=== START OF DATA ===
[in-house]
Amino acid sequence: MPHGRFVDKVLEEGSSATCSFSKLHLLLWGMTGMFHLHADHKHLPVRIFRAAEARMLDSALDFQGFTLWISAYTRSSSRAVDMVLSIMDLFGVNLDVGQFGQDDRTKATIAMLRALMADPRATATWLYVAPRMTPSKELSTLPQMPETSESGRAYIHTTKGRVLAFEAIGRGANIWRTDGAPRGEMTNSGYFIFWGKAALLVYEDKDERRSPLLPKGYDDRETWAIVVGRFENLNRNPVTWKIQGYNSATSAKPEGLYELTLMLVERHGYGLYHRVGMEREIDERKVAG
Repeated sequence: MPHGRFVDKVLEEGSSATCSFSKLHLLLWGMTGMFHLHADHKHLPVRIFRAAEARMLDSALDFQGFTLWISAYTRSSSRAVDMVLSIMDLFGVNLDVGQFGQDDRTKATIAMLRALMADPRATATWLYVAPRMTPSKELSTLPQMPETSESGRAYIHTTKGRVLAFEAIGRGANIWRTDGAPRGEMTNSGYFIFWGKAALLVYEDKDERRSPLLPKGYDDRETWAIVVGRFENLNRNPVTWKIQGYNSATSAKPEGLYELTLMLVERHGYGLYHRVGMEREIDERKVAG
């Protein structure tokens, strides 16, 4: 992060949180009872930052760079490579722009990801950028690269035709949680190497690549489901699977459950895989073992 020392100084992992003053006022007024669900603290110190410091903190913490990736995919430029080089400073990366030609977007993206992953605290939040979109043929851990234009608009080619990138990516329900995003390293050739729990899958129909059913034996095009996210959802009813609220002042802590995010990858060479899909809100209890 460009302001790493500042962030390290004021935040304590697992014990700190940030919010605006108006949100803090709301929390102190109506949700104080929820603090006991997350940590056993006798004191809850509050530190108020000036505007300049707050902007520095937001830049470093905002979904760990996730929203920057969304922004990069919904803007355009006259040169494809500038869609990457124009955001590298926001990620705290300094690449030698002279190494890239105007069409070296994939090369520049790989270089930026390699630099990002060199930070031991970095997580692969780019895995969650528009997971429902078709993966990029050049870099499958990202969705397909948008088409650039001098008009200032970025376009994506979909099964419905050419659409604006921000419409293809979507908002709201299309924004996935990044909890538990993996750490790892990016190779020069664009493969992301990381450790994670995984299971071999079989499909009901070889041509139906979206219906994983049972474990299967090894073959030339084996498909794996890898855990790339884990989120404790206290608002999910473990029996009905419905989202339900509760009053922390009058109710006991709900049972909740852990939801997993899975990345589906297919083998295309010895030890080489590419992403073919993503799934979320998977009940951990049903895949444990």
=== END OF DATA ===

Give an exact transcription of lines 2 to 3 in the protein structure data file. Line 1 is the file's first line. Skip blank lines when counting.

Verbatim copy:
Amino acid sequence: MPHGRFVDKVLEEGSSATCSFSKLHLLLWGMTGMFHLHADHKHLPVRIFRAAEARMLDSALDFQGFTLWISAYTRSSSRAVDMVLSIMDLFGVNLDVGQFGQDDRTKATIAMLRALMADPRATATWLYVAPRMTPSKELSTLPQMPETSESGRAYIHTTKGRVLAFEAIGRGANIWRTDGAPRGEMTNSGYFIFWGKAALLVYEDKDERRSPLLPKGYDDRETWAIVVGRFENLNRNPVTWKIQGYNSATSAKPEGLYELTLMLVERHGYGLYHRVGMEREIDERKVAG
Repeated sequence: MPHGRFVDKVLEEGSSATCSFSKLHLLLWGMTGMFHLHADHKHLPVRIFRAAEARMLDSALDFQGFTLWISAYTRSSSRAVDMVLSIMDLFGVNLDVGQFGQDDRTKATIAMLRALMADPRATATWLYVAPRMTPSKELSTLPQMPETSESGRAYIHTTKGRVLAFEAIGRGANIWRTDGAPRGEMTNSGYFIFWGKAALLVYEDKDERRSPLLPKGYDDRETWAIVVGRFENLNRNPVTWKIQGYNSATSAKPEGLYELTLMLVERHGYGLYHRVGMEREIDERKVAG